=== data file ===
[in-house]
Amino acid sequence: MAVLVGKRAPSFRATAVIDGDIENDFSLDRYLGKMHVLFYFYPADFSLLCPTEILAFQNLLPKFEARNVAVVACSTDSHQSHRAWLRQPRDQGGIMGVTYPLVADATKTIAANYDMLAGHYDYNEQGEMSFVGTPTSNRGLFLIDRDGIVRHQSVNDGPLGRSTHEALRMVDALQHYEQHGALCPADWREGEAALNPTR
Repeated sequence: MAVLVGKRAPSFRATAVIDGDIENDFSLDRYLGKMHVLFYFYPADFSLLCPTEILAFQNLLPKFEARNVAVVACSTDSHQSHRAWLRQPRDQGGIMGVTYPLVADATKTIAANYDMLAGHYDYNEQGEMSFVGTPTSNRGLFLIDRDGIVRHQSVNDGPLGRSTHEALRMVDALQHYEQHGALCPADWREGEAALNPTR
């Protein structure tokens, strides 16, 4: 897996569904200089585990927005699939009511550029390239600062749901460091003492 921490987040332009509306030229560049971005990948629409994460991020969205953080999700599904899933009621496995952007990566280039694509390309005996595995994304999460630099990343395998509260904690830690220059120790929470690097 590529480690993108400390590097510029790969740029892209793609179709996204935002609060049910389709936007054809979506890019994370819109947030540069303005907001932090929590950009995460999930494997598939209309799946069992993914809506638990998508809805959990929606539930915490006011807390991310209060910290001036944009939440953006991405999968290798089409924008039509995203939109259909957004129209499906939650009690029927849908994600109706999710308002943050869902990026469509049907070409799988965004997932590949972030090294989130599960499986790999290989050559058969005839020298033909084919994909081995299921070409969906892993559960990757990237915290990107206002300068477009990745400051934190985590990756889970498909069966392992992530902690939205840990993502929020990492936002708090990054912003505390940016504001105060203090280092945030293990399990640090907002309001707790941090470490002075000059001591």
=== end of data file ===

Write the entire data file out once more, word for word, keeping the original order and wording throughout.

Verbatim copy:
[in-house]
Amino acid sequence: MAVLVGKRAPSFRATAVIDGDIENDFSLDRYLGKMHVLFYFYPADFSLLCPTEILAFQNLLPKFEARNVAVVACSTDSHQSHRAWLRQPRDQGGIMGVTYPLVADATKTIAANYDMLAGHYDYNEQGEMSFVGTPTSNRGLFLIDRDGIVRHQSVNDGPLGRSTHEALRMVDALQHYEQHGALCPADWREGEAALNPTR
Repeated sequence: MAVLVGKRAPSFRATAVIDGDIENDFSLDRYLGKMHVLFYFYPADFSLLCPTEILAFQNLLPKFEARNVAVVACSTDSHQSHRAWLRQPRDQGGIMGVTYPLVADATKTIAANYDMLAGHYDYNEQGEMSFVGTPTSNRGLFLIDRDGIVRHQSVNDGPLGRSTHEALRMVDALQHYEQHGALCPADWREGEAALNPTR
């Protein structure tokens, strides 16, 4: 897996569904200089585990927005699939009511550029390239600062749901460091003492 921490987040332009509306030229560049971005990948629409994460991020969205953080999700599904899933009621496995952007990566280039694509390309005996595995994304999460630099990343395998509260904690830690220059120790929470690097 590529480690993108400390590097510029790969740029892209793609179709996204935002609060049910389709936007054809979506890019994370819109947030540069303005907001932090929590950009995460999930494997598939209309799946069992993914809506638990998508809805959990929606539930915490006011807390991310209060910290001036944009939440953006991405999968290798089409924008039509995203939109259909957004129209499906939650009690029927849908994600109706999710308002943050869902990026469509049907070409799988965004997932590949972030090294989130599960499986790999290989050559058969005839020298033909084919994909081995299921070409969906892993559960990757990237915290990107206002300068477009990745400051934190985590990756889970498909069966392992992530902690939205840990993502929020990492936002708090990054912003505390940016504001105060203090280092945030293990399990640090907002309001707790941090470490002075000059001591």